SharePoint PnP JavaScript Core Components – deserve more attention

I've been eschewed PnP-JS-Core for a long time and preferred to use JSOM or plain REST calls with the use of jQuery.ajax or SP.RequestExecutor. "Why do I need any wrappers or helpers for the API stuff which can be an additional point of failure?", I asked myself a couple of times putting PnP-JS-Core aside from learning.

But there was an opportunity this week to dive into the library and estimate expediency of its usage on a next project. The first fresh glance at it created a new and rather a positive attitude. First of all, it is made with the toolchain I love, and there are so many familiar faces in its contributors group, I didn’t even know to be related to the project. That was a good sign so I started.

What is it

PnP-JS-Core is a part of Office 365 Developer Patterns and Components for JavaScript’ing in SharePoint.

It is a wrapper over RESTful API and a bit more. PnP JS Core provides a fluent JS API simplifying REST calls to SharePoint API.

Stack & Project

Yes, it’s made with the use of all of that shiny technologies we use on the most modern web projects: JavaScript (TypeScript), Gulp, NPM, Typings, Git, Linting, Serve and cool automation. It’s easy to understand the project structure, logic and contribute.

It is not necessary to investigate the source, but a lot of questions can be solved by checking the code and samples. In the end, PnP-JS-Core is not something complex to learn at all.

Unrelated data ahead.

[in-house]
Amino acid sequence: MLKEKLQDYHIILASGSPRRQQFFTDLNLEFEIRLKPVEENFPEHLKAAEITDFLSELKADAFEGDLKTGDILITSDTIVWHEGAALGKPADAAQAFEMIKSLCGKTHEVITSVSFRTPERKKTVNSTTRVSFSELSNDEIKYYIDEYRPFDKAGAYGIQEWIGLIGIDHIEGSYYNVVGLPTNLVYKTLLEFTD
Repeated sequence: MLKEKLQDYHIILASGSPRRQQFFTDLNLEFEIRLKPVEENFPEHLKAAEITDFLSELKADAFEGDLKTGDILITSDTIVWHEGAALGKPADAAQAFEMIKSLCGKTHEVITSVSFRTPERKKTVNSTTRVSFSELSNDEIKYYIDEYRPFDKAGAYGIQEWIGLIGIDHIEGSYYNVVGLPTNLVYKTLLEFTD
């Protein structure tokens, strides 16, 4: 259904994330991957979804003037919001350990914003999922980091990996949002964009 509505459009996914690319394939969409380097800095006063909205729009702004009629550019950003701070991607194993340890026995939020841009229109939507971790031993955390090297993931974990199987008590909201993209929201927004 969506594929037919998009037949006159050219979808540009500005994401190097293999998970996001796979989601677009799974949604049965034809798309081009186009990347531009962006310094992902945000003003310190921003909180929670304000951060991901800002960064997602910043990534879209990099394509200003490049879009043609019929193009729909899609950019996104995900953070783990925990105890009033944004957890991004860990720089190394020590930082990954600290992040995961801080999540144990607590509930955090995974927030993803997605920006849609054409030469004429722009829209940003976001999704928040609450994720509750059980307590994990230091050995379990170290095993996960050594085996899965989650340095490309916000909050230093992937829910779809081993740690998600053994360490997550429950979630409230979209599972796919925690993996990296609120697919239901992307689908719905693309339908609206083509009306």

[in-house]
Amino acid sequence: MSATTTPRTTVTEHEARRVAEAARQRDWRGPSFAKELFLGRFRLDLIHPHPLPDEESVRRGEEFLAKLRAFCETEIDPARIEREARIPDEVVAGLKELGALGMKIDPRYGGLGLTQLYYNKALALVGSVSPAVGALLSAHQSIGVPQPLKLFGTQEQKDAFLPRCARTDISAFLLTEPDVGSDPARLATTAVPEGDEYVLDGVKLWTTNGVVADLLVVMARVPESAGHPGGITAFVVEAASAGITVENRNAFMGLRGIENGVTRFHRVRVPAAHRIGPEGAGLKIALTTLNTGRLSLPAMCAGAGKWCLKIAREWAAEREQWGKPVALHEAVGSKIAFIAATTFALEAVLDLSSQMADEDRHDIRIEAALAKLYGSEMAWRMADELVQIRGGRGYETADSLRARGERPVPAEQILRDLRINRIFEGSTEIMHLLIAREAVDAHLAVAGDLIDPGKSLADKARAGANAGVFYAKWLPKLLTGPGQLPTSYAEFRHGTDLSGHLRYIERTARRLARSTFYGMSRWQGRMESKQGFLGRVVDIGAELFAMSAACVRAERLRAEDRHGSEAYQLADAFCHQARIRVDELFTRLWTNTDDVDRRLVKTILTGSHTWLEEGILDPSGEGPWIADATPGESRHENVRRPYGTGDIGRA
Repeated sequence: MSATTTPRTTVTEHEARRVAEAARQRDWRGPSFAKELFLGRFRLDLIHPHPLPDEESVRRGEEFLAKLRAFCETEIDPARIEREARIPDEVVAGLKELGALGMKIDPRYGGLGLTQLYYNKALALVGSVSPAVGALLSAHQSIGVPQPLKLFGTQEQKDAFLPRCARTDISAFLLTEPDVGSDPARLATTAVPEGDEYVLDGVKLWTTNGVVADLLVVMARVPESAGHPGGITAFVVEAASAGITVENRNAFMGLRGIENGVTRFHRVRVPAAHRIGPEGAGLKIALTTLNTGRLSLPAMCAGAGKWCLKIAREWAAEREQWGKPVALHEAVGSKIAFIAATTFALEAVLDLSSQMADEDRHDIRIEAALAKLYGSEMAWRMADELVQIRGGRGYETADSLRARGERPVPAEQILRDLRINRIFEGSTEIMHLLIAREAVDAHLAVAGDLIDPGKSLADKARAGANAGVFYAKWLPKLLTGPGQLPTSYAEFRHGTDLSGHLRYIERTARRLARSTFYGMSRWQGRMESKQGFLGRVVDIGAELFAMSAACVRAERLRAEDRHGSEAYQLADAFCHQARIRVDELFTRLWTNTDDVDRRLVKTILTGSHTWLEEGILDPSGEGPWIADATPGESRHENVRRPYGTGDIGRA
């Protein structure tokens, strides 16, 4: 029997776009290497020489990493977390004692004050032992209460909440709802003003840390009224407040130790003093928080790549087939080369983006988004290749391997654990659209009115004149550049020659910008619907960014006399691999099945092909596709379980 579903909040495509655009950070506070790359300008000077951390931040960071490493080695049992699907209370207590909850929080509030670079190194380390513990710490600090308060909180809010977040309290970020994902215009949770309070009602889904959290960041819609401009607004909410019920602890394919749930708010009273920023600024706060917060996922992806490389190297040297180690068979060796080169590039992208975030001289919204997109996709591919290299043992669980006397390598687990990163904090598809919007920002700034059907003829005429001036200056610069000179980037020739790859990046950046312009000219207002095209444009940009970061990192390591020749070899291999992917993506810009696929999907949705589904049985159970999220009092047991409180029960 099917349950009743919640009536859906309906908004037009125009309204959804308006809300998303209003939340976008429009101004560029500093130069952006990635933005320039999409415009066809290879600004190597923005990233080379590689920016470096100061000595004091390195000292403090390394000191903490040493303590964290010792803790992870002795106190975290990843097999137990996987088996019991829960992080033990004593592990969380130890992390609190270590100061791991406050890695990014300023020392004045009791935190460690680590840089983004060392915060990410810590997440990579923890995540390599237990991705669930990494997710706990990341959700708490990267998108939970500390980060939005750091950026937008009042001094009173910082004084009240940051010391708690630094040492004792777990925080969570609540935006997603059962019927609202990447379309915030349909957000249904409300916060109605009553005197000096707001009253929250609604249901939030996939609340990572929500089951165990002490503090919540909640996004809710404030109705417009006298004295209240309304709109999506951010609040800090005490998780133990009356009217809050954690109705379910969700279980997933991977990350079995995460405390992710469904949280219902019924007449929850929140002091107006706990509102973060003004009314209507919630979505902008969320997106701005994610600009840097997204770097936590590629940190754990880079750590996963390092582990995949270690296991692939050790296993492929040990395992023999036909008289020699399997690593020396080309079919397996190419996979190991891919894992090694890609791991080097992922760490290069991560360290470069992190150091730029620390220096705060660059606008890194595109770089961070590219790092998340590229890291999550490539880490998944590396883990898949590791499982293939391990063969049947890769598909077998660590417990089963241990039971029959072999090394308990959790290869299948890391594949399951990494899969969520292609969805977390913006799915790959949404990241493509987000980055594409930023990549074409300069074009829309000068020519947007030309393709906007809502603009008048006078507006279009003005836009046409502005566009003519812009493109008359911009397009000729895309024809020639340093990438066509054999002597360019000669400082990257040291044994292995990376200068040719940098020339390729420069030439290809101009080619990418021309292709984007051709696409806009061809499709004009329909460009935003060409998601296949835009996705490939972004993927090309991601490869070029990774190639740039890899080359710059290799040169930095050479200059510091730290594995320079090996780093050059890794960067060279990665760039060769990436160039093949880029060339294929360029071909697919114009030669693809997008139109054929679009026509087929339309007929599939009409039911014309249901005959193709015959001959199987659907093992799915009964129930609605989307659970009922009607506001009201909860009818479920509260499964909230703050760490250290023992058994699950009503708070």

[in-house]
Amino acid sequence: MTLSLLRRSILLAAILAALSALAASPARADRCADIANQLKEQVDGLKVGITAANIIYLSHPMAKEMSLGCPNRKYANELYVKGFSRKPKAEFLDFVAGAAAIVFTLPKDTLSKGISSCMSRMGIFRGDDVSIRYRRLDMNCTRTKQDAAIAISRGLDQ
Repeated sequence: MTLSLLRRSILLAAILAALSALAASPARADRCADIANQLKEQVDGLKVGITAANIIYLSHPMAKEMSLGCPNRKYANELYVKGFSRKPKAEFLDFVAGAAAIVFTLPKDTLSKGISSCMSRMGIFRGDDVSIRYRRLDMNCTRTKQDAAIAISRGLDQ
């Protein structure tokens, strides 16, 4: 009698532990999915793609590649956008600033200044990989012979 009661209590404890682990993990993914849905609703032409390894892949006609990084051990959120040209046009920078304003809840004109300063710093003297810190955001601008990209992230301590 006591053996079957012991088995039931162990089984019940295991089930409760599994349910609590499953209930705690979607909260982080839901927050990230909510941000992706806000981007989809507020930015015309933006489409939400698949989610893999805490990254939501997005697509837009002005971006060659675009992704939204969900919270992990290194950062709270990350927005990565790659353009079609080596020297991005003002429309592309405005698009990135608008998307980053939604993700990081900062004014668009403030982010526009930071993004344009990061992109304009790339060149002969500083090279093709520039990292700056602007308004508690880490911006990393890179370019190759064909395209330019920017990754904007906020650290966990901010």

PnP-JS-Core can be installed with the use of NPM or Bower. The library can be used in TypeScript project or referenced as any other JS library and consumed on a page or browser console.

PnP-JS-Core uses fetch protocol and ES6 promises, that’s why to make it work in IE, polyfills got to be loaded first. It is important to note, otherwise, if this part in documentation was skipped, one would be wondering “What the heck, it doesn’t work in IE? What is that error message in the console, saying "'Headers' is undefined?"”. But keep calm, PnP works perfectly in IE and Edge with es-promise and fetch polyfills.


PnP-JS-Core has a base object pnp in case of default TypeScript import and $pnp if there is a pnp.js reference on a page and you are writing plain JS in a console or Chrome snippets.

REST calls, with the use of the PnP, can be constructed via fluent API chains with a promise initiator at the end of the statement.

For example, let’s take some basic REST endpoint: /_api/web/lists/getByTitle('CustomList')/items call and reproduce it with the use of pnp:

  .then(function(items) { 
    // all items are in the `items` array 

$pnp.sp.web.lists.getByTitle('Custom01').items – is a constructor which builds endpoints URI.

IntelliSense helps during the process, so you can be even not aware of REST reference or at least have a bad memory and not necessarily remember the endpoints.

Yet, I highly recommend to have a strong understanding of REST API reference and plan to receive all the fruits that PnP provide only after or use both during the learning curve of course.